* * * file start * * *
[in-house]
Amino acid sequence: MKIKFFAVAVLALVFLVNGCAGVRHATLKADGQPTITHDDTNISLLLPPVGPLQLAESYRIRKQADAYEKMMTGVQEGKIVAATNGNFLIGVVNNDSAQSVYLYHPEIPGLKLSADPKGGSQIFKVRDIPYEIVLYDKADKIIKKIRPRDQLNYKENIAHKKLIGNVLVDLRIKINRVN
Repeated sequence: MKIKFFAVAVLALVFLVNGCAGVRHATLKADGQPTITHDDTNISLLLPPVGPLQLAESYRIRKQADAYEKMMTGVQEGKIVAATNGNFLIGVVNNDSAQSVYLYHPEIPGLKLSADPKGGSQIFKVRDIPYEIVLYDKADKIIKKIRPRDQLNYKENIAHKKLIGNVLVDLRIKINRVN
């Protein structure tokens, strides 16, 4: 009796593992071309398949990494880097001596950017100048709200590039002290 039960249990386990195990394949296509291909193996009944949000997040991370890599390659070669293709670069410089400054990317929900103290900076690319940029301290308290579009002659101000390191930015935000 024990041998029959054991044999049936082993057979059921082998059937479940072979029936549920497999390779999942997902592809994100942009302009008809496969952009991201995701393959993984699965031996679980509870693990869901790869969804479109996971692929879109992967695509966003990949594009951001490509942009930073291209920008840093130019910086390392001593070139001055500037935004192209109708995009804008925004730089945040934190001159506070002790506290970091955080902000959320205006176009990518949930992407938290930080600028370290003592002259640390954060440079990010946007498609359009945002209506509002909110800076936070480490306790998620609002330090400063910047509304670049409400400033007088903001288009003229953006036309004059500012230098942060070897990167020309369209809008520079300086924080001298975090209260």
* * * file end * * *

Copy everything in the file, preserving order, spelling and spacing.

[in-house]
Amino acid sequence: MKIKFFAVAVLALVFLVNGCAGVRHATLKADGQPTITHDDTNISLLLPPVGPLQLAESYRIRKQADAYEKMMTGVQEGKIVAATNGNFLIGVVNNDSAQSVYLYHPEIPGLKLSADPKGGSQIFKVRDIPYEIVLYDKADKIIKKIRPRDQLNYKENIAHKKLIGNVLVDLRIKINRVN
Repeated sequence: MKIKFFAVAVLALVFLVNGCAGVRHATLKADGQPTITHDDTNISLLLPPVGPLQLAESYRIRKQADAYEKMMTGVQEGKIVAATNGNFLIGVVNNDSAQSVYLYHPEIPGLKLSADPKGGSQIFKVRDIPYEIVLYDKADKIIKKIRPRDQLNYKENIAHKKLIGNVLVDLRIKINRVN
């Protein structure tokens, strides 16, 4: 009796593992071309398949990494880097001596950017100048709200590039002290 039960249990386990195990394949296509291909193996009944949000997040991370890599390659070669293709670069410089400054990317929900103290900076690319940029301290308290579009002659101000390191930015935000 024990041998029959054991044999049936082993057979059921082998059937479940072979029936549920497999390779999942997902592809994100942009302009008809496969952009991201995701393959993984699965031996679980509870693990869901790869969804479109996971692929879109992967695509966003990949594009951001490509942009930073291209920008840093130019910086390392001593070139001055500037935004192209109708995009804008925004730089945040934190001159506070002790506290970091955080902000959320205006176009990518949930992407938290930080600028370290003592002259640390954060440079990010946007498609359009945002209506509002909110800076936070480490306790998620609002330090400063910047509304670049409400400033007088903001288009003229953006036309004059500012230098942060070897990167020309369209809008520079300086924080001298975090209260």